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Conservatives cling to the old Bill of Rights

|Written By Lisa Adamson

The 25th anniversary of the adoption of the Charter, in mid-April, presented the rare opportunity for Prime Minister Stephen Harper and Justice Minister Rob Nicholson to join with many others in expressing their views of the Charter, its place in our constitutional order, and the effect it has had on Canada in its first quarter century.

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Neither took advantage of invitations to the formal academic and professional events held to mark the occasion, where they might have presented an expansive account of their views. Their limited comments in the House of Commons in question period are therefore all we have. These statements, despite their brevity, reveal quite a lot.

Both Harper and Nicholson offered partisan responses to questions seeking a comment marking the occasion. Nicholson, for example, stressed that the Conservative party “has an enviable record with respect to human rights in our country” and needed no “lessons from anybody in this Parliament on the subject of human rights.”

He cited the Diefenbaker Bill of Rights and the extension of the franchise by Conservative governments to women and Aboriginal Canadians, indeed the full extension of the franchise, as elements of that “proud history.”

As to his own government’s accomplishments, he noted the federal victims’ ombudsman, stable funding for legal aid, and action on the Chinese head tax. He concluded by noting, “We did things that the Liberal party was never able to get done.”

Harper also took a partisan stance. He stressed the difference between his government, which actually promoted rights, and the Liberal record, which he described as catering to lawyers’ concerns and pocketbooks.

Like his minister of justice, the prime minister referred to the Diefenbaker Bill of Rights as the legislated beginning of Canadian human rights protection. He then cited a long list of his own government’s accomplishments and summed up in these words: “The government is acting on rights, unlike the record of that government which did not get the job done.”

His examples were noteworthy: protecting the rights of women and children from acts of criminality, extending the right to vote for the Senate, fixing the historic injustice of the Chinese head tax, the Air India inquiry, the residential schools agreement, and signing on to the United Nations declaration on the rights of the disabled.

These statements tell us a lot about the government’s official position on the Charter.

First and foremost, according to Harper and Nicholson, the Charter fulfils itself through legislation and government action, not through Charter litigation and judicial rulings. Many of the comments described were made in response to criticism of the government’s cancellation of the Court Challenges Program. In that context, the emphasis on this government’s aversion to lawyers’ concerns and lawyers’ work is significant.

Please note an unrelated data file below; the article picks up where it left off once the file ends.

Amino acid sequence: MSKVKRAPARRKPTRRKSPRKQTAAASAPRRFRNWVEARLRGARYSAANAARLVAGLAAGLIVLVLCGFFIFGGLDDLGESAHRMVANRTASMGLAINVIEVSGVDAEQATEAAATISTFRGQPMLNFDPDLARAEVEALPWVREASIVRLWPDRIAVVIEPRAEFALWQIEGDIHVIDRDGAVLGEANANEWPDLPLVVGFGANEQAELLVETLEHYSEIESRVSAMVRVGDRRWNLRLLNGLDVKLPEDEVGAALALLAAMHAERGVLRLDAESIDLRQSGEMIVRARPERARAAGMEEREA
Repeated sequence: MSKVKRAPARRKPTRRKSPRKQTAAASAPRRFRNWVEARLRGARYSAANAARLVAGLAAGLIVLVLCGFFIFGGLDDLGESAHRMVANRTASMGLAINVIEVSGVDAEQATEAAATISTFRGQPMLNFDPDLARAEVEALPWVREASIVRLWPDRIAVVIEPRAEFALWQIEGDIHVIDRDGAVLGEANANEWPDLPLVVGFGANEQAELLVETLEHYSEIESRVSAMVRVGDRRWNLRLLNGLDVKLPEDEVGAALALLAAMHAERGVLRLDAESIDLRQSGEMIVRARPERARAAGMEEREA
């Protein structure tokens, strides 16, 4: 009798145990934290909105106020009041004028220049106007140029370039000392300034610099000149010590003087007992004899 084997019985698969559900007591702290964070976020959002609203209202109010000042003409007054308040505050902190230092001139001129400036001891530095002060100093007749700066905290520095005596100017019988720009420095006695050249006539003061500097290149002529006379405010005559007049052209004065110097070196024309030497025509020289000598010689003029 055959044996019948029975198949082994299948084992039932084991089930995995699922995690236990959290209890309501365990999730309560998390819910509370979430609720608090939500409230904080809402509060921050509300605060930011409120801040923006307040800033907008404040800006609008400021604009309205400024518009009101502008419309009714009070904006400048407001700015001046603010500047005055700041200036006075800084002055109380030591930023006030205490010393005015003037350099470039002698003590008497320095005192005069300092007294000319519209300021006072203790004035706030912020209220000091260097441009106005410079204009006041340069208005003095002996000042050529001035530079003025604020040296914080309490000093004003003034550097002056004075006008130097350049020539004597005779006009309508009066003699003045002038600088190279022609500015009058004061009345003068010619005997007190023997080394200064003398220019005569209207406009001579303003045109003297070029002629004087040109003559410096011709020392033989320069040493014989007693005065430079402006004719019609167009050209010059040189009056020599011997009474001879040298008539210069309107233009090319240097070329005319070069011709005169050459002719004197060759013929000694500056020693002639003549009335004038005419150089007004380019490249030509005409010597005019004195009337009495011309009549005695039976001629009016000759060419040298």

Second, Harper and Nicholson consider the Charter’s subject matter to be “human rights” broadly conceived, rather than “constitutional rights” as embodied in its particular guarantees, principles, and institutional arrangements.

The examples given as proof of the Conservative government’s support and realization of “human rights” include many items that do not fall into that category. In fact, the list blurs into policies that are far removed from standard understandings of human rights.

Generally speaking, these exchanges prompted by the 25th anniversary of the Charter confirm what we already know. The Conservative government retains its continued allegiance to pre-Charter legislative supremacy. This is the reason why they praise the Bill of Rights, although it effected negligible change in public policy and no change in institutional function. Indeed, that is why they praise it.

They ignore the fact that the Charter was designed to repudiate all the features of the Bill of Rights that made it ineffective, including the fact that it did not stand supreme over statute, did not provide for judicial review, did not mandate strong remedies including invalidation of statute, and - in substantive terms - left women as second-class citizens.


Lorraine E. Weinrib is a professor at the Faculty of Law, University of Toronto.

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